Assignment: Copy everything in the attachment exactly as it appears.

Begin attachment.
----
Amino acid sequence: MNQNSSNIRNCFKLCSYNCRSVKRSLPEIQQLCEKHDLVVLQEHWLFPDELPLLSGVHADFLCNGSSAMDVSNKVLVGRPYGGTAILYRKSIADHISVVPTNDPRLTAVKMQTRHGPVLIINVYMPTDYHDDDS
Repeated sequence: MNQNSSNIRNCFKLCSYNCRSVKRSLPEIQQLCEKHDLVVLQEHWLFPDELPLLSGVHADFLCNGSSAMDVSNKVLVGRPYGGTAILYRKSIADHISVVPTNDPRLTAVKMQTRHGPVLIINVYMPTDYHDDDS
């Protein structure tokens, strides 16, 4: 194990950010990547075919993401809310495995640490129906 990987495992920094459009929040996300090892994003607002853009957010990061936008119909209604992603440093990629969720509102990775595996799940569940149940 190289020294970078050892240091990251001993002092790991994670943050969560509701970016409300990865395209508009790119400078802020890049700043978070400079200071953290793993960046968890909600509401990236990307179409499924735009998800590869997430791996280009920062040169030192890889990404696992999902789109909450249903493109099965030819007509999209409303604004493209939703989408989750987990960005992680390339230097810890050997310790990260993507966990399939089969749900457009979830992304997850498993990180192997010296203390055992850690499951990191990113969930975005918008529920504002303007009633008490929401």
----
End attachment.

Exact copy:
Amino acid sequence: MNQNSSNIRNCFKLCSYNCRSVKRSLPEIQQLCEKHDLVVLQEHWLFPDELPLLSGVHADFLCNGSSAMDVSNKVLVGRPYGGTAILYRKSIADHISVVPTNDPRLTAVKMQTRHGPVLIINVYMPTDYHDDDS
Repeated sequence: MNQNSSNIRNCFKLCSYNCRSVKRSLPEIQQLCEKHDLVVLQEHWLFPDELPLLSGVHADFLCNGSSAMDVSNKVLVGRPYGGTAILYRKSIADHISVVPTNDPRLTAVKMQTRHGPVLIINVYMPTDYHDDDS
């Protein structure tokens, strides 16, 4: 194990950010990547075919993401809310495995640490129906 990987495992920094459009929040996300090892994003607002853009957010990061936008119909209604992603440093990629969720509102990775595996799940569940149940 190289020294970078050892240091990251001993002092790991994670943050969560509701970016409300990865395209508009790119400078802020890049700043978070400079200071953290793993960046968890909600509401990236990307179409499924735009998800590869997430791996280009920062040169030192890889990404696992999902789109909450249903493109099965030819007509999209409303604004493209939703989408989750987990960005992680390339230097810890050997310790990260993507966990399939089969749900457009979830992304997850498993990180192997010296203390055992850690499951990191990113969930975005918008529920504002303007009633008490929401």